Can Cymbalta Be Used for Fibromyalgia Treatment?

By Latifa deGraft-Johnson, MD
Medically reviewed checkmarkMedically reviewed
March 11, 2022

For anyone living with fibromyalgia, having a healthcare provider suggest an antidepressant may come as a surprise.

But duloxetine (Cymbalta) is approved by the Food and Drug Administration (FDA) to help fibromyalgia patients cope with joint and muscle pain, fatigue, sleep disturbance, and other symptoms.

Since Cymbalta is more commonly prescribed for the treatment of depression and anxiety, it’s natural to wonder how it also works for fibromyalgia.

While you should always discuss any treatment option with your doctor, this article will help you understand more. First we’ll cover how Cymbalta works and if it helps with pain relief.

Then we’ll discuss other uses of Cymbalta, its adverse effects and standard dosage, and other medications that help treat fibromyalgia.

How Does Cymbalta Work?

The underlying cause of fibromyalgia is difficult to understand, but research suggests the condition is caused by excessive nerve stimulation.

The brain’s pain receptors become overstimulated and sensitive.

This can cause you to feel pain or more intense pain in parts of your body even when nothing is causing discomfort.

Cymbalta is a serotonin-norepinephrine reuptake inhibitor (SNRI). It helps levels of the neurotransmitters norepinephrine and serotonin remain higher in the brain by blocking their reabsorption.

People who have fibromyalgia often have low levels of these neurotransmitters, or their brains ineffectively use them.

Norepinephrine and serotonin play a role in the perception of pain, so increasing their levels is thought to dampen the pain response.

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Can Cymbalta Reduce Fibromyalgia Pain?

Many clinical trials indicate that Cymbalta effectively reduces fibromyalgia pain and also helps improve sleep and quality of life.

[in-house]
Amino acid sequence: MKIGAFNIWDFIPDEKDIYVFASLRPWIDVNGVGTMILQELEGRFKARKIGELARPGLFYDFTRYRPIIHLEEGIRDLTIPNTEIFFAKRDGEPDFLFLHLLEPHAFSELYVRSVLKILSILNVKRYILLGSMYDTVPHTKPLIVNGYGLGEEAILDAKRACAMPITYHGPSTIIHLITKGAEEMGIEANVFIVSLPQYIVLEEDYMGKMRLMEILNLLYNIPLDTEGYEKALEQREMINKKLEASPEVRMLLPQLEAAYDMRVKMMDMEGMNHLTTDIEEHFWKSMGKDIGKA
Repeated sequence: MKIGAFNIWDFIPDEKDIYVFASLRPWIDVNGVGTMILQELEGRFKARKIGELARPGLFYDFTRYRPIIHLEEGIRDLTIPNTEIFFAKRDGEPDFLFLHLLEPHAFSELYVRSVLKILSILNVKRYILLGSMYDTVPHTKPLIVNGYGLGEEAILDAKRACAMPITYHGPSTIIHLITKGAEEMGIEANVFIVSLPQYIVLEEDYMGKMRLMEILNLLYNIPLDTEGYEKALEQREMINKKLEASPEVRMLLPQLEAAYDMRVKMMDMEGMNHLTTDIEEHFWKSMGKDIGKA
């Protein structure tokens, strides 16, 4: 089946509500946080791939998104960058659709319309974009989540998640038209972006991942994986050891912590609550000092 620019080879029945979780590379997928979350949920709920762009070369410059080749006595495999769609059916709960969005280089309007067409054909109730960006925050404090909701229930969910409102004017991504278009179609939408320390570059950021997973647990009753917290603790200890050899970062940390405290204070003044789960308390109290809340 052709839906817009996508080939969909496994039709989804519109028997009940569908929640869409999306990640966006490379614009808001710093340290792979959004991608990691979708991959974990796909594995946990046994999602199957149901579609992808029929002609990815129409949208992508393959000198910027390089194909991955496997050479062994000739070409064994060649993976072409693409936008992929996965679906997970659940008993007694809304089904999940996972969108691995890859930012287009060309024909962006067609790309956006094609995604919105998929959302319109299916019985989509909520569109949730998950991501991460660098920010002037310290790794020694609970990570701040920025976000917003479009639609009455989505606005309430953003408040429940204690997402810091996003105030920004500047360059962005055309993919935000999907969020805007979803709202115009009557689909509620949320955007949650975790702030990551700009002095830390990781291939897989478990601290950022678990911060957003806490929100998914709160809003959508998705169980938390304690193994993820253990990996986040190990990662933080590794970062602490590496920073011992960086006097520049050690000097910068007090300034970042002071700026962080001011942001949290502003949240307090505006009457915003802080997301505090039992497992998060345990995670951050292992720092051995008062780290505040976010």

According to animal studies, duloxetine reduces two pain types associated with fibromyalgia: hyperalgesia and allodynia. Hyperalgesia means someone is overly sensitive to pain—smaller discomforts feel like more significant pains to them.

Allodynia is when things that aren’t typically considered painful (like light pressure from brushing your hair or gently rubbing a cotton swab over your skin) feel bothersome and uncomfortable. 

Other Uses for Cymbalta

In addition to fibromyalgia, Cymbalta is approved by the FDA to treat the following disorders: 

Side Effects of Cymbalta

Most side effects of Cymbalta are usually minor and go away over time.

The most common potential side effects associated with Cymbalta are:

Other potential adverse events include:

  • Headache
  • Fatigue
  • Diarrhea
  • Insomnia
  • Dizziness
  • Abdominal pain
  • Sexual side effects such as decreased sex drive

If you experience any of the following more serious side effects, contact your doctor immediately: 

  • High fever
  • Flu-like symptoms 
  • Dark urine 
  • Rapid heartbeat 
  • Seizures 
  • Hallucinations 
  • Confusion 
  • Unusual blisters/peeling skin 
  • Vomiting 
  • Intense mood swings
  • Changes in vision
  • Suicidal thoughts

Cymbalta Precautions

Just like other antidepressants, Cymbalta carries a black box warning indicating that there is increased risk of developing worsening depression, suicidal thinking and behavior.

This occurs most often in children, adolescents, and young adults, but can happen to anyone.

If you or your loved ones are taking this medication or any antidepressant, watch out for the following warning signs that will require immediate medical attention: 

  • Unusual changes in behavior
  • Worsening symptoms of depression including hopelessness, feeling of worthlessness
  • Increase in conversations about death
  • Thoughts or talk of self-harm 

If any of the above symptoms occur, it’s important to seek immediate medical attention.

Cymbalta is not safe for some people with certain medical conditions or who are taking certain medications. Contraindications include:

  • Hypersensitivity or allergy to any ingredients in Cymbalta
  • MAO inhibitor use within the prior 14 days, such as linezolid or methylene blue